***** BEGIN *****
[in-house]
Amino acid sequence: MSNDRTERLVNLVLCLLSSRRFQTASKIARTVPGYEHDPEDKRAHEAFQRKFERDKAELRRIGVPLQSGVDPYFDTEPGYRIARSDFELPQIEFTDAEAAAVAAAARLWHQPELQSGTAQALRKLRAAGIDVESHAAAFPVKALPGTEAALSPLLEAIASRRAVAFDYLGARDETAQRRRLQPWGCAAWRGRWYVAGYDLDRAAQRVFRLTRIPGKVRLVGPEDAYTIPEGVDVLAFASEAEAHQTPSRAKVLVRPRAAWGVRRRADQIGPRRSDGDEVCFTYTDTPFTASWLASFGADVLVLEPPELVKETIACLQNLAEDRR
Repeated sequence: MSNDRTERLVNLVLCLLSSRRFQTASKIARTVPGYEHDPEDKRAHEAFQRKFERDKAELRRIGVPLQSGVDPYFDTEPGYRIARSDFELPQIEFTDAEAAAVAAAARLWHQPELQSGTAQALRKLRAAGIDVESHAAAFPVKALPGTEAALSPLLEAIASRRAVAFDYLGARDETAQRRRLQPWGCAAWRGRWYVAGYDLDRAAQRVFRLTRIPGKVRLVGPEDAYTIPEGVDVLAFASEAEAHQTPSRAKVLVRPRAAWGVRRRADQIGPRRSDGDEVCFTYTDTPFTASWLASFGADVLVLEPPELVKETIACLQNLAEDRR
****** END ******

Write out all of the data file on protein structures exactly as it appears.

[in-house]
Amino acid sequence: MSNDRTERLVNLVLCLLSSRRFQTASKIARTVPGYEHDPEDKRAHEAFQRKFERDKAELRRIGVPLQSGVDPYFDTEPGYRIARSDFELPQIEFTDAEAAAVAAAARLWHQPELQSGTAQALRKLRAAGIDVESHAAAFPVKALPGTEAALSPLLEAIASRRAVAFDYLGARDETAQRRRLQPWGCAAWRGRWYVAGYDLDRAAQRVFRLTRIPGKVRLVGPEDAYTIPEGVDVLAFASEAEAHQTPSRAKVLVRPRAAWGVRRRADQIGPRRSDGDEVCFTYTDTPFTASWLASFGADVLVLEPPELVKETIACLQNLAEDRR
Repeated sequence: MSNDRTERLVNLVLCLLSSRRFQTASKIARTVPGYEHDPEDKRAHEAFQRKFERDKAELRRIGVPLQSGVDPYFDTEPGYRIARSDFELPQIEFTDAEAAAVAAAARLWHQPELQSGTAQALRKLRAAGIDVESHAAAFPVKALPGTEAALSPLLEAIASRRAVAFDYLGARDETAQRRRLQPWGCAAWRGRWYVAGYDLDRAAQRVFRLTRIPGKVRLVGPEDAYTIPEGVDVLAFASEAEAHQTPSRAKVLVRPRAAWGVRRRADQIGPRRSDGDEVCFTYTDTPFTASWLASFGADVLVLEPPELVKETIACLQNLAEDRR